The SUSTAIN 6 included randomly 3,297 patients with type 2 diabetes. Participants were randomized into groups to receive once-weekly semaglutide (0.5 mg or 1.0 mg) or placebo in addition to their standard of care for 104 weeks. SUSTAIN 6 defined the primary composite outcome as the initial incidence of death due to CV, nonfatal MI, or nonfatal stroke. Results showed the primary outcome happened in 6.6% of subjects in the semaglutide group versus 8.9% of the placebo group (P<0.001). Moreover, 2.9% of the semaglutide group and 3.9% of the placebo group experienced nonfatal myocardial infarction (P=0.12). Nonfatal stroke was observed in 1.6% of semaglutide arm and 2.7% of placebo arm (P=0.04). It was noted that both groups had similar results in terms of death due to CV causes.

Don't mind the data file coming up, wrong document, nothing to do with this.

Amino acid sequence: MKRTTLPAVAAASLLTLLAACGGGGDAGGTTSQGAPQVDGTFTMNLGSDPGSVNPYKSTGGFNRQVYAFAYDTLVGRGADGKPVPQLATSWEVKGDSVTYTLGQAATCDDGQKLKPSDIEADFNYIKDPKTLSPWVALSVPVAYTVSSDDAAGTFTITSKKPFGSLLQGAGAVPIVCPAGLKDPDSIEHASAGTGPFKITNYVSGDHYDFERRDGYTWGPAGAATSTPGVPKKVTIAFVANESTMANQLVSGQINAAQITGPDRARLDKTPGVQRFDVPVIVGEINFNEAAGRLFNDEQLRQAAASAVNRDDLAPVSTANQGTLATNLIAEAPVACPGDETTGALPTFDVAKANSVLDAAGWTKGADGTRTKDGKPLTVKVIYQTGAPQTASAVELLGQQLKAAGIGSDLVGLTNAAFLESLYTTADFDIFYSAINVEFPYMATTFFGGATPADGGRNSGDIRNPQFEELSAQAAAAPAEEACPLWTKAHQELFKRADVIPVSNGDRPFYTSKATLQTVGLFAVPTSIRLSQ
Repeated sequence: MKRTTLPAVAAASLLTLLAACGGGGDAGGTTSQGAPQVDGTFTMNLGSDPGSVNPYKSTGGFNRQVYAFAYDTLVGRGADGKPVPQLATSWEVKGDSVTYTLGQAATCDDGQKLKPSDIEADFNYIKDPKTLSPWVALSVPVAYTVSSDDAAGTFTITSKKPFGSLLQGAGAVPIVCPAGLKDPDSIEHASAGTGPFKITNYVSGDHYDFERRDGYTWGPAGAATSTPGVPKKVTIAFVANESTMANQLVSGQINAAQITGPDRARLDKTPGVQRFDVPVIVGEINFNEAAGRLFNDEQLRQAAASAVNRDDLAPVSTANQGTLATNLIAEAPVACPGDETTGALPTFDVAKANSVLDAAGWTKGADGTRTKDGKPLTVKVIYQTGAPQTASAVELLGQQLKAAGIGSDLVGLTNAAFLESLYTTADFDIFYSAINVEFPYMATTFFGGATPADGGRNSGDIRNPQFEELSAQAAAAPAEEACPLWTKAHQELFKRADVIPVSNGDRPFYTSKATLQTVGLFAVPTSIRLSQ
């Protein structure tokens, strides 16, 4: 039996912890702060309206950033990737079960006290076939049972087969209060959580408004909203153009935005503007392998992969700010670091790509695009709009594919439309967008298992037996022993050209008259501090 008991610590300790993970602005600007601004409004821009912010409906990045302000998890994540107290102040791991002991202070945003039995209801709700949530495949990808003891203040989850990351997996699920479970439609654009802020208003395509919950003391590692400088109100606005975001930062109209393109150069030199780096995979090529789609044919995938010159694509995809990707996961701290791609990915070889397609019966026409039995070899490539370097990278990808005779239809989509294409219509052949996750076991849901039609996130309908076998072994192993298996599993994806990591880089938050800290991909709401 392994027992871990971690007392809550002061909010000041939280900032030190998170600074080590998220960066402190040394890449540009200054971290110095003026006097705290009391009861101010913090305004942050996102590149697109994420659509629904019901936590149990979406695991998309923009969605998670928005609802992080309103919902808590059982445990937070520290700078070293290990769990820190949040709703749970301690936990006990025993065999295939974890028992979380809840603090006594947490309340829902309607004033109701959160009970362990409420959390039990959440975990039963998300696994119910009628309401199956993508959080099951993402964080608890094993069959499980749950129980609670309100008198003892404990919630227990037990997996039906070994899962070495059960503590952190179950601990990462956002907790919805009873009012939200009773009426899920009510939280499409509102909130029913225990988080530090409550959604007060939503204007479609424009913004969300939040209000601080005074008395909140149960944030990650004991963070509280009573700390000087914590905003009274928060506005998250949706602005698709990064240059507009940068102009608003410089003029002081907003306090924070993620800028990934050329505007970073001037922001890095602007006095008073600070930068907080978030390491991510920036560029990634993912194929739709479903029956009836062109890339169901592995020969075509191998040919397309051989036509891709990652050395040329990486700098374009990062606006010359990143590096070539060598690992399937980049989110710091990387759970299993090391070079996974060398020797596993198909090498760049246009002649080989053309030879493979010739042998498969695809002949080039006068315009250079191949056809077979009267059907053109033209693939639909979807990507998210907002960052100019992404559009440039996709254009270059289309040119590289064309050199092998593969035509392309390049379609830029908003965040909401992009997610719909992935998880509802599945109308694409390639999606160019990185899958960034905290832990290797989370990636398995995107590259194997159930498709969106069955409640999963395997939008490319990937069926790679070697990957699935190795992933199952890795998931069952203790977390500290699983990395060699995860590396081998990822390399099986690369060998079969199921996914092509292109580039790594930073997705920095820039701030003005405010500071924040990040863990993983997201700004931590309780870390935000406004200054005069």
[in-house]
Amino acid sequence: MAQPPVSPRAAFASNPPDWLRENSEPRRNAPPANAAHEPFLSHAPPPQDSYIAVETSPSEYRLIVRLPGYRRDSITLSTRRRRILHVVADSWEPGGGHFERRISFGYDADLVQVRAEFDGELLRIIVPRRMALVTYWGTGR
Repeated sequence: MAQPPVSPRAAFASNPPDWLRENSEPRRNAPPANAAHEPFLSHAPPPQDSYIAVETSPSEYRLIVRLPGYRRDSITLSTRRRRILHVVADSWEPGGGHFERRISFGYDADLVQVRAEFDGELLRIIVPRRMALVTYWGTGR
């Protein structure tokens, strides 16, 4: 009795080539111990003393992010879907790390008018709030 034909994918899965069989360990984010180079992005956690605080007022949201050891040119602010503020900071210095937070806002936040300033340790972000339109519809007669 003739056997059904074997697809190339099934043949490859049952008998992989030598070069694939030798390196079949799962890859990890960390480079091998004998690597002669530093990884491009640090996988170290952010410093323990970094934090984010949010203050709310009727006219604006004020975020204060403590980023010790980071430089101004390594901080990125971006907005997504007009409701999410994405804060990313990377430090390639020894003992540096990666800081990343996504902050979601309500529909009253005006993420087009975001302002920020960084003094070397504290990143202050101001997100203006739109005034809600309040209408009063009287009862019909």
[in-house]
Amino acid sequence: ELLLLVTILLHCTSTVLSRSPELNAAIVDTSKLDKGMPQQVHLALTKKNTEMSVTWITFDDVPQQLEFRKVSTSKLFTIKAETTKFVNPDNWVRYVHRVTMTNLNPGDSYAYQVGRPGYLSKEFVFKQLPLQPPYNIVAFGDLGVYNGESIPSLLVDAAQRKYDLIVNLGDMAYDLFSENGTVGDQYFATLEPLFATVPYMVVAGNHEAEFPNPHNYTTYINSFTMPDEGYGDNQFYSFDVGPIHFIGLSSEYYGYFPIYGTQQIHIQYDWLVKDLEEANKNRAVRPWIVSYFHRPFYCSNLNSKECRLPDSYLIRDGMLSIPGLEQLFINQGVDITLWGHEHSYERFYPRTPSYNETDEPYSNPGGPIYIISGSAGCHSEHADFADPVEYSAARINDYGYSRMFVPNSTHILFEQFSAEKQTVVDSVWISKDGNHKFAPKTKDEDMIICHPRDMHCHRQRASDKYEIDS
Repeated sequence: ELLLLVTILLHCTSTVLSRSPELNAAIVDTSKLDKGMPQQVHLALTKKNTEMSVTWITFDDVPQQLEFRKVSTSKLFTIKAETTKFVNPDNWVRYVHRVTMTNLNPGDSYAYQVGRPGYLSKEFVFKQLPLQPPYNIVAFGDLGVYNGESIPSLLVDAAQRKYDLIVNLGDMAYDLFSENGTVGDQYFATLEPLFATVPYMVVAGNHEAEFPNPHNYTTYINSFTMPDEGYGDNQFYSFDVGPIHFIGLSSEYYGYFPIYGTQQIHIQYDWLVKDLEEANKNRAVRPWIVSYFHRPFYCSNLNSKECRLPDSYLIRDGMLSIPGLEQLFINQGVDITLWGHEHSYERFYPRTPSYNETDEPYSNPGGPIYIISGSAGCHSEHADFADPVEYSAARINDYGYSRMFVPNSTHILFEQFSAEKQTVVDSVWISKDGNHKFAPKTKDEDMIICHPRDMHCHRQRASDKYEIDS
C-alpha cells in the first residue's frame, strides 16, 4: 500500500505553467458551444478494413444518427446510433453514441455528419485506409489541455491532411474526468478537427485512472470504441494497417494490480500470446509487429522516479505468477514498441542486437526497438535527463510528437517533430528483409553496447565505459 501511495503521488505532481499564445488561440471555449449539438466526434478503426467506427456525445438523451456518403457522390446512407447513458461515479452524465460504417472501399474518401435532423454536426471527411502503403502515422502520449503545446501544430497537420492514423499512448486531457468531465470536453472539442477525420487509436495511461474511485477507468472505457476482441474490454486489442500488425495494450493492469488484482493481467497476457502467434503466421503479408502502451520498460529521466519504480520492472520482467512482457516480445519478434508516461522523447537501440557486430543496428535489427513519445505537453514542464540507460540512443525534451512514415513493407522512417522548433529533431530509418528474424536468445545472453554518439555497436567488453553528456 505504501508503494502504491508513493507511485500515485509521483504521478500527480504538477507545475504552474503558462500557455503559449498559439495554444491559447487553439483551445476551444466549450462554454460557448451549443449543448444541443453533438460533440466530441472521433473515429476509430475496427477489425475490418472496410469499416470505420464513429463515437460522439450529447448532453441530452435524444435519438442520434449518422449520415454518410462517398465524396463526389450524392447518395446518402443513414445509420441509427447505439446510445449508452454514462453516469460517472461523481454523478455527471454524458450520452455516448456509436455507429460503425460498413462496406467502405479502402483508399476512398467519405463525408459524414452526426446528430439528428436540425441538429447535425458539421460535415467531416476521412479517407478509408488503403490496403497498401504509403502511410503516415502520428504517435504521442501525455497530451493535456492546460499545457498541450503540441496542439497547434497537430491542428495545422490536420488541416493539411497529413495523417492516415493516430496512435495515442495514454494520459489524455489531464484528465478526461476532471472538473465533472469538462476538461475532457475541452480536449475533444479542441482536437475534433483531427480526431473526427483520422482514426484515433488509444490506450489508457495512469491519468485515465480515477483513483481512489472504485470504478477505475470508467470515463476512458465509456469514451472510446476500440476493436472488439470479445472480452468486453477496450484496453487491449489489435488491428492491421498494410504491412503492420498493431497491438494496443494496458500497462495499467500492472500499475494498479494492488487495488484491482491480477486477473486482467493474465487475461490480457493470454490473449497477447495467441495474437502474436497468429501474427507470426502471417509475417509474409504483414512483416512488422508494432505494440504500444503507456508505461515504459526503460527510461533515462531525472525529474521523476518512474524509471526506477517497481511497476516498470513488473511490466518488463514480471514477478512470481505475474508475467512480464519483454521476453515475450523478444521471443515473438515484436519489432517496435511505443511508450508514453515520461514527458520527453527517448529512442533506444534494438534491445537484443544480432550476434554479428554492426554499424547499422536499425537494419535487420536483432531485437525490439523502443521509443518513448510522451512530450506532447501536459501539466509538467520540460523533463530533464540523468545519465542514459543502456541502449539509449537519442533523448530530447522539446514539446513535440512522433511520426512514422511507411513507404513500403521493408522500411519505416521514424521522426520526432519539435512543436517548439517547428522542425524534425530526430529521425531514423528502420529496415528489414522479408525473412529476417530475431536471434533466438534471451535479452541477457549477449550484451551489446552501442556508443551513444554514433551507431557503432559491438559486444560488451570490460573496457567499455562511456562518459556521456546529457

Practice Pearls:

  •        Oral semaglutide caused clinically significant reductions in both HbA1c and body weight when compared to placebo.
  •        The most common side effect of oral semaglutide appears to be nausea.
  •        The rate of CV death, nonfatal myocardial infarction, or nonfatal stroke was significantly lower among patients receiving semaglutide than placebo.

Note: For the once-weekly injectable semaglutide results of SUSTAIN 1 trail for ozempic: HbA1c significantly decreased by 1·45% with 0·5 mg semaglutide  (p<0·0001), significantly decreased by 1·55% with 1·0 mg semaglutide (p<0·0001). at week 30, body weight significantly decreased by 3·73 kg with 0·5 mg semaglutide (p<0·0001), significantly decreased by 4·53 kg with 1·0 mg semaglutide (p<0·0001).